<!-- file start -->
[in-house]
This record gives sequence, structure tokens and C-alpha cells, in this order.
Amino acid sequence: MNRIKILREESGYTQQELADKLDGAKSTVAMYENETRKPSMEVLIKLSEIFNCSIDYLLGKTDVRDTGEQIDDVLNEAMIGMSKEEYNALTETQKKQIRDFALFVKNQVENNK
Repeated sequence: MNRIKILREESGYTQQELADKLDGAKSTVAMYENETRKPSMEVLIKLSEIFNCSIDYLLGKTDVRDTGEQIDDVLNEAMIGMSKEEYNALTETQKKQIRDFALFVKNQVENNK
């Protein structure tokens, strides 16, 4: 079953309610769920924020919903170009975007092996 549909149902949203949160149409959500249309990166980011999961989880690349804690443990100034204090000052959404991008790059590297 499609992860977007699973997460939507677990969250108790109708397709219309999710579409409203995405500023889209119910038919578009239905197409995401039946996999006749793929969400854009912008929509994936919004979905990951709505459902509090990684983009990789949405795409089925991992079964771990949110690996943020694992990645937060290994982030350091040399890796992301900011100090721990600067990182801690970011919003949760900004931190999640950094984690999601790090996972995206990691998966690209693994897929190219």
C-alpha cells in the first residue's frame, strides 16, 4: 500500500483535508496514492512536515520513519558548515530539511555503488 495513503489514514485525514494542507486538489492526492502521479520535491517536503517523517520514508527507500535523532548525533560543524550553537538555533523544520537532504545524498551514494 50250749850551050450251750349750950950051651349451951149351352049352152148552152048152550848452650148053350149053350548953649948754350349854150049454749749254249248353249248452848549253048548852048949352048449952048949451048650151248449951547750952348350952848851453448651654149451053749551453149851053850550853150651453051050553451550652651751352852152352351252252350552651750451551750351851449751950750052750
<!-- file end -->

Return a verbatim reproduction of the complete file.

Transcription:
[in-house]
This record gives sequence, structure tokens and C-alpha cells, in this order.
Amino acid sequence: MNRIKILREESGYTQQELADKLDGAKSTVAMYENETRKPSMEVLIKLSEIFNCSIDYLLGKTDVRDTGEQIDDVLNEAMIGMSKEEYNALTETQKKQIRDFALFVKNQVENNK
Repeated sequence: MNRIKILREESGYTQQELADKLDGAKSTVAMYENETRKPSMEVLIKLSEIFNCSIDYLLGKTDVRDTGEQIDDVLNEAMIGMSKEEYNALTETQKKQIRDFALFVKNQVENNK
């Protein structure tokens, strides 16, 4: 079953309610769920924020919903170009975007092996 549909149902949203949160149409959500249309990166980011999961989880690349804690443990100034204090000052959404991008790059590297 499609992860977007699973997460939507677990969250108790109708397709219309999710579409409203995405500023889209119910038919578009239905197409995401039946996999006749793929969400854009912008929509994936919004979905990951709505459902509090990684983009990789949405795409089925991992079964771990949110690996943020694992990645937060290994982030350091040399890796992301900011100090721990600067990182801690970011919003949760900004931190999640950094984690999601790090996972995206990691998966690209693994897929190219």
C-alpha cells in the first residue's frame, strides 16, 4: 500500500483535508496514492512536515520513519558548515530539511555503488 495513503489514514485525514494542507486538489492526492502521479520535491517536503517523517520514508527507500535523532548525533560543524550553537538555533523544520537532504545524498551514494 50250749850551050450251750349750950950051651349451951149351352049352152148552152048152550848452650148053350149053350548953649948754350349854150049454749749254249248353249248452848549253048548852048949352048449952048949451048650151248449951547750952348350952848851453448651654149451053749551453149851053850550853150651453051050553451550652651751352852152352351252252350552651750451551750351851449751950750052750